It sounds as if you may have been following a very strict keto protocol. I’m not, and have not followed a ketogenic diet, but am interested in it. I’ve been reading up on it a bit on the blog called Mark’s Daily Apple.* I’ve been following it for several years now, even before Mark tried keto. Based on some of his blog post, both keto related and otherwise, it seems that women do better with slightly more carbs than men. He’s written several blog post specifically for women, including one called 7 Keto Tips for Women, which you may want to read. https://www.marksdailyapple.com/7-keto-tips-for-women/ Then there is this one Where I Part Ways with the Popular Keto Movement https://www.marksdailyapple.com/where-i-part-ways-with-the-popular-keto-movement/ Perhaps the problem wasn’t the keto diet in and of itself, but that you went too low carb for you. It’s worth considering. I’ve also found this site to be pretty interesting https://peterattiamd.com/ Here’s a link to his section on keto https://peterattiamd.com/category/ketosis/ He followed a ketogenic diet for a number of years, though as of 2016 was no longer ketogenic, but definitely eating lower carb than most. (That is under Articles, on the drop down menu, click on Personal.)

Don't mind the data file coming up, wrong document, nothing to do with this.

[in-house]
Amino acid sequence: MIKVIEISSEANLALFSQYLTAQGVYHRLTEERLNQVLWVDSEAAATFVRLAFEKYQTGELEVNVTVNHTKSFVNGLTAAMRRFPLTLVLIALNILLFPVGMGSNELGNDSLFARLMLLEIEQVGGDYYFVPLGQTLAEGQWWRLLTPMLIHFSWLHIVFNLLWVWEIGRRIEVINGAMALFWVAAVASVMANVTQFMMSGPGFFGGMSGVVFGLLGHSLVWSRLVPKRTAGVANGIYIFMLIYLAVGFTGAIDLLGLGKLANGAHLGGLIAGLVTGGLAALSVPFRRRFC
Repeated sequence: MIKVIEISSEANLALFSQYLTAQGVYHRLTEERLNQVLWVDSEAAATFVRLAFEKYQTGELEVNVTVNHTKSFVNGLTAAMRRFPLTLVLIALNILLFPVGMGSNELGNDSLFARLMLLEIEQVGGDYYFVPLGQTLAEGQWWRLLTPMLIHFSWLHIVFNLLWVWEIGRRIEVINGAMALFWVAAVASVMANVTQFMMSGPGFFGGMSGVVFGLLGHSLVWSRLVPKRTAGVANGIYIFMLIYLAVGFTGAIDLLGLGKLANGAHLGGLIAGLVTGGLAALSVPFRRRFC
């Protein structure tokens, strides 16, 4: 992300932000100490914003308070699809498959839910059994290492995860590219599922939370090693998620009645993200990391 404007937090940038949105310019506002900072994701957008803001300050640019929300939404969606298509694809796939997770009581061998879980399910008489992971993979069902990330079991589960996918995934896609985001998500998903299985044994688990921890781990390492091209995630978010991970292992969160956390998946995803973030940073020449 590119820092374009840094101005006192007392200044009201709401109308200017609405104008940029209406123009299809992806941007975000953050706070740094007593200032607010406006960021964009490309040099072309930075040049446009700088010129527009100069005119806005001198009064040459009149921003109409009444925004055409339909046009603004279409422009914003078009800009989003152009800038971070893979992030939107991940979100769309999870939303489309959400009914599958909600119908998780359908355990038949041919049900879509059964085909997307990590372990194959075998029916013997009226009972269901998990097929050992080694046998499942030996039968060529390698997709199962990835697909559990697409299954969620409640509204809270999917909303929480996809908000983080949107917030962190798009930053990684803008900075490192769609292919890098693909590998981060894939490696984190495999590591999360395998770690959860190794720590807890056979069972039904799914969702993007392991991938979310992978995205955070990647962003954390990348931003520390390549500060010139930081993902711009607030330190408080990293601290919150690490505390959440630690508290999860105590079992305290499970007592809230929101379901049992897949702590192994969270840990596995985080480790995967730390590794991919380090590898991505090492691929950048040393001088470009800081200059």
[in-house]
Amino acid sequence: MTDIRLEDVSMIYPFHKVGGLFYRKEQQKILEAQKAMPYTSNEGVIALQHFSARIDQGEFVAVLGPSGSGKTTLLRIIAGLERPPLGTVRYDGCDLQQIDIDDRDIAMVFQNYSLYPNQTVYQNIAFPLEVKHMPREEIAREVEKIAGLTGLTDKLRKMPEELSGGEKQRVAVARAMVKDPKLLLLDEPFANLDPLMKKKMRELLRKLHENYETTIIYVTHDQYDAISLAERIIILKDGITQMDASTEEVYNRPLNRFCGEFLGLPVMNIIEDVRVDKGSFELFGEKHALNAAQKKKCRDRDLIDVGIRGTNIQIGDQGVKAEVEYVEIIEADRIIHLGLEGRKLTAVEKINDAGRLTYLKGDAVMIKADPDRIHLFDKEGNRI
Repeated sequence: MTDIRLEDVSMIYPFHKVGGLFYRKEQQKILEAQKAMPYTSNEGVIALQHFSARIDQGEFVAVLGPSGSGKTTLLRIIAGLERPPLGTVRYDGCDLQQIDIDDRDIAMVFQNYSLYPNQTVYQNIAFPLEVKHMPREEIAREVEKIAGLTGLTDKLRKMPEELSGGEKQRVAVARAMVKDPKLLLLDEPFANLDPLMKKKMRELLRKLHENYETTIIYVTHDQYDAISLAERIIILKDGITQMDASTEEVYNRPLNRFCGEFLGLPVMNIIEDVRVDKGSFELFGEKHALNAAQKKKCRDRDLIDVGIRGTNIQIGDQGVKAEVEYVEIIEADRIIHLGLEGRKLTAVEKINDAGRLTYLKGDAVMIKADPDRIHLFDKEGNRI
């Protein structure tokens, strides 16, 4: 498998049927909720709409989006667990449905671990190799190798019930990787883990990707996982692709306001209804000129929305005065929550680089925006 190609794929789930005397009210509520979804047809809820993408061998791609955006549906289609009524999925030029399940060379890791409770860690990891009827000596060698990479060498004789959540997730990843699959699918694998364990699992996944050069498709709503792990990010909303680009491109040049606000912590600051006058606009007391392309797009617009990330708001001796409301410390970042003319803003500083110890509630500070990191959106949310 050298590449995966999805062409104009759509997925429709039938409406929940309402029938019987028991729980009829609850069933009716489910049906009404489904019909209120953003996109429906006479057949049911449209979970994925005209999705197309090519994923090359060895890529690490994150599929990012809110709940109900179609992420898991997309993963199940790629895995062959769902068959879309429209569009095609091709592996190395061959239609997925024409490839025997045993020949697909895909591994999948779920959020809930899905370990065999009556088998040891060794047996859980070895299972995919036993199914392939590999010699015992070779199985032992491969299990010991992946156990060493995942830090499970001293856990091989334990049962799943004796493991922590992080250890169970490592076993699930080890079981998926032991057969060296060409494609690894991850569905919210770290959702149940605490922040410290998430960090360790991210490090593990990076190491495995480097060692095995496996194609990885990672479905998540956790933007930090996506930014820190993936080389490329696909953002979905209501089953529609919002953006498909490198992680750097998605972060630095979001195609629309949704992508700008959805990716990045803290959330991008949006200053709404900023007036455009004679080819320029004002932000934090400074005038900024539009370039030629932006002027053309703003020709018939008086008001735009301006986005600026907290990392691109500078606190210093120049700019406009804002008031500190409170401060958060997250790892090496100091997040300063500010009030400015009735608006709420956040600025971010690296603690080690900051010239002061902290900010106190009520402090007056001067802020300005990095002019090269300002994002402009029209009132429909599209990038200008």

While many health care providers aren’t comfortable recommending the keto diet for people with diabetes, there’s a substantial body of research indicating that it can help with weight loss, reduce the need for medication, and even lower A1C into the non-diabetes range. It’s so effective that when researchers assigned 349 volunteers with type 2 diabetes to follow either a keto diet or a traditional diabetes eating plan (the makeup of that plan wasn’t defined in the study) for one year, they observed some powerful results. While the people on the “diabetes diet” didn’t experience any positive movement in their A1C, body weight, or medication requirements, those on the keto plan reduced their A1C from 7.6 to 6.3 percent, shed 12 percent of their body weight, eliminated their need for sulfonylurea medication, and lowered or reduced their need for insulin by 94 percent. The results were published in 2018 in the journal Diabetes Therapy.